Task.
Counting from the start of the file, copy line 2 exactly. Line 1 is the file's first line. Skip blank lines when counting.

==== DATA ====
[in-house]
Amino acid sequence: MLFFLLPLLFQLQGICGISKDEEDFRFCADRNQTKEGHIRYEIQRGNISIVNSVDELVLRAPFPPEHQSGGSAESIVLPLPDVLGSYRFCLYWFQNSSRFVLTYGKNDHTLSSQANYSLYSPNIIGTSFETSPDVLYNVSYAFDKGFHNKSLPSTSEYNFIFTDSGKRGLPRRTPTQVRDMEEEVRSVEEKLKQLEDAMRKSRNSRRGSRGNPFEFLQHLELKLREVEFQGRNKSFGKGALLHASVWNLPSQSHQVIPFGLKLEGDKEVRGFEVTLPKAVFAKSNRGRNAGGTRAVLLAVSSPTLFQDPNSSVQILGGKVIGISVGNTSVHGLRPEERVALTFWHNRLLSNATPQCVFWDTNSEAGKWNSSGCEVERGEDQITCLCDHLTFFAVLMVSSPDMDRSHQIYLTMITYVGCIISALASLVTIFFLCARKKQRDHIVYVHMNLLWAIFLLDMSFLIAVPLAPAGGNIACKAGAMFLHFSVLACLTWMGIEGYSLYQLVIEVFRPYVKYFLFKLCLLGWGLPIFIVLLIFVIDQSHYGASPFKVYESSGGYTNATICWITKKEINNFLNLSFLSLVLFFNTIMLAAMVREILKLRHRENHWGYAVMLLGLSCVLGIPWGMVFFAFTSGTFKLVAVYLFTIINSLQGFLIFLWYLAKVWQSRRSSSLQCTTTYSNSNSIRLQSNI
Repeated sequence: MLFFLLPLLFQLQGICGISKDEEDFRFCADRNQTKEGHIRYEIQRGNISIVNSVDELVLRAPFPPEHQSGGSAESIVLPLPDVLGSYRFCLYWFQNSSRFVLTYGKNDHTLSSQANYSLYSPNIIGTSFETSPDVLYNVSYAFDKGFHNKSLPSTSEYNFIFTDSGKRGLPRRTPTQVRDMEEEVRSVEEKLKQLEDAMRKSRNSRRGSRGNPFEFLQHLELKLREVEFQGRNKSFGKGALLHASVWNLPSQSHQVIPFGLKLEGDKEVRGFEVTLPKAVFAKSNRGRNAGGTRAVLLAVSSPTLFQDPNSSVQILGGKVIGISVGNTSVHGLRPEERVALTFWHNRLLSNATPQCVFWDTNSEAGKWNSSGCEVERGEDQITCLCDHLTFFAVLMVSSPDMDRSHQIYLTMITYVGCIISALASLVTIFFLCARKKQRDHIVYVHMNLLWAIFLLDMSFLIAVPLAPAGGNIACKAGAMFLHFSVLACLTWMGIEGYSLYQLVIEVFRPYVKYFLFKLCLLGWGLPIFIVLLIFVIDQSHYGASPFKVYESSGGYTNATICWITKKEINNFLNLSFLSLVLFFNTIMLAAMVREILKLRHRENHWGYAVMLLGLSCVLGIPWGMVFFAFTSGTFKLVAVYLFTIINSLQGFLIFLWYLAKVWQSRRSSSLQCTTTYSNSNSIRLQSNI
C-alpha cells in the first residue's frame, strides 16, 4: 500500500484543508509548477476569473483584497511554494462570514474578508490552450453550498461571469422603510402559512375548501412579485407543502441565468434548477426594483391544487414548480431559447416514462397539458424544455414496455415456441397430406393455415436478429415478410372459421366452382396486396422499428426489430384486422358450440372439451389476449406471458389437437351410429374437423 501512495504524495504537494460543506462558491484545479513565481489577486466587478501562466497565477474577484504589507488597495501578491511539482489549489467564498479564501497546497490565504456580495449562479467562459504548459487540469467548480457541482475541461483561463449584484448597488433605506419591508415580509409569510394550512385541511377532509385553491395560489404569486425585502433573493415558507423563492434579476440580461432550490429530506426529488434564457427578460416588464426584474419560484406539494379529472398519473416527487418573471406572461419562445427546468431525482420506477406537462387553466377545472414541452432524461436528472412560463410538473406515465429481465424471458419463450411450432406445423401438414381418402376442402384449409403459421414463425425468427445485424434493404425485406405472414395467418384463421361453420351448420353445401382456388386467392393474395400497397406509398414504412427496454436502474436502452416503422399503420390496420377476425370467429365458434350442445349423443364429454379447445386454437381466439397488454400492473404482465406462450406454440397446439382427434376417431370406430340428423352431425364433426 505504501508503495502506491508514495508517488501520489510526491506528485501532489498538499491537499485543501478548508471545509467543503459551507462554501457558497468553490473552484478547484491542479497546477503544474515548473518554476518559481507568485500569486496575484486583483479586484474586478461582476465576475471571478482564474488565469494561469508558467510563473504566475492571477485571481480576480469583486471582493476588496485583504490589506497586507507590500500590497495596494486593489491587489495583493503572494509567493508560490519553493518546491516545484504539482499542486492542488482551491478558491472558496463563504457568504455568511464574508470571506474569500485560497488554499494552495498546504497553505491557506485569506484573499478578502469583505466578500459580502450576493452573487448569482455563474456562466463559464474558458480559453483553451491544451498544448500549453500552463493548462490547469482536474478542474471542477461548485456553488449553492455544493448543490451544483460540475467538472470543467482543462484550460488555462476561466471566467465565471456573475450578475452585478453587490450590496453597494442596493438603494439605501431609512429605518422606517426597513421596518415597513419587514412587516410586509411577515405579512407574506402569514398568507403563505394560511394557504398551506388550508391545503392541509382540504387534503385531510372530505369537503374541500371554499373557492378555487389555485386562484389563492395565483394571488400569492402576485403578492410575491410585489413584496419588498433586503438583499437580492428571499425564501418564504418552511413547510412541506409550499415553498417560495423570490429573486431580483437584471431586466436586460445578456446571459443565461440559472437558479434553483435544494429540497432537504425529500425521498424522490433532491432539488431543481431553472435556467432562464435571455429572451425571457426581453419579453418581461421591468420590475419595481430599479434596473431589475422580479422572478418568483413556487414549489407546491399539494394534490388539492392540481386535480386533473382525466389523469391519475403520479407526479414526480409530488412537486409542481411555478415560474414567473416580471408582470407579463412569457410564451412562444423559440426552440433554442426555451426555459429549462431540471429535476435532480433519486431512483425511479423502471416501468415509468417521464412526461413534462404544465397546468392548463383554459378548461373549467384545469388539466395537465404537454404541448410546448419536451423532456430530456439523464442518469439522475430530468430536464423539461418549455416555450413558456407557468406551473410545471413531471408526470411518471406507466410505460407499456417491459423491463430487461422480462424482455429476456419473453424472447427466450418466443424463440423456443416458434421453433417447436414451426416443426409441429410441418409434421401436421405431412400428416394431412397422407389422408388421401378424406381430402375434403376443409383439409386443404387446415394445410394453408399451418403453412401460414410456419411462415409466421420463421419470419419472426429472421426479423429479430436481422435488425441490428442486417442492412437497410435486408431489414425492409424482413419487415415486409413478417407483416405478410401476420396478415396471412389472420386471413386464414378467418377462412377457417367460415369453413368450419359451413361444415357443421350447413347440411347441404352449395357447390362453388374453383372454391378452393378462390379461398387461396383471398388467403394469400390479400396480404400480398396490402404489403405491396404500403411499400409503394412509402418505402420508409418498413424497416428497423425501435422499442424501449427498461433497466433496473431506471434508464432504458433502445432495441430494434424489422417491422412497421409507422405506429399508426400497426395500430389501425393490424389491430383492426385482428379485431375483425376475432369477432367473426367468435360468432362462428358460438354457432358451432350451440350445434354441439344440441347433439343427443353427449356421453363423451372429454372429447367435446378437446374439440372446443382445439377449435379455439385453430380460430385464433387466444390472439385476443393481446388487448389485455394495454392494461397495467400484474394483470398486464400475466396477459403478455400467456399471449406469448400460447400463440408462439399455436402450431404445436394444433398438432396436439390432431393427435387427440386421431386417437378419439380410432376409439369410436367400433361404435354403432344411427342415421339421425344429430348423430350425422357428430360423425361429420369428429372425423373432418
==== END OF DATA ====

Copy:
Amino acid sequence: MLFFLLPLLFQLQGICGISKDEEDFRFCADRNQTKEGHIRYEIQRGNISIVNSVDELVLRAPFPPEHQSGGSAESIVLPLPDVLGSYRFCLYWFQNSSRFVLTYGKNDHTLSSQANYSLYSPNIIGTSFETSPDVLYNVSYAFDKGFHNKSLPSTSEYNFIFTDSGKRGLPRRTPTQVRDMEEEVRSVEEKLKQLEDAMRKSRNSRRGSRGNPFEFLQHLELKLREVEFQGRNKSFGKGALLHASVWNLPSQSHQVIPFGLKLEGDKEVRGFEVTLPKAVFAKSNRGRNAGGTRAVLLAVSSPTLFQDPNSSVQILGGKVIGISVGNTSVHGLRPEERVALTFWHNRLLSNATPQCVFWDTNSEAGKWNSSGCEVERGEDQITCLCDHLTFFAVLMVSSPDMDRSHQIYLTMITYVGCIISALASLVTIFFLCARKKQRDHIVYVHMNLLWAIFLLDMSFLIAVPLAPAGGNIACKAGAMFLHFSVLACLTWMGIEGYSLYQLVIEVFRPYVKYFLFKLCLLGWGLPIFIVLLIFVIDQSHYGASPFKVYESSGGYTNATICWITKKEINNFLNLSFLSLVLFFNTIMLAAMVREILKLRHRENHWGYAVMLLGLSCVLGIPWGMVFFAFTSGTFKLVAVYLFTIINSLQGFLIFLWYLAKVWQSRRSSSLQCTTTYSNSNSIRLQSNI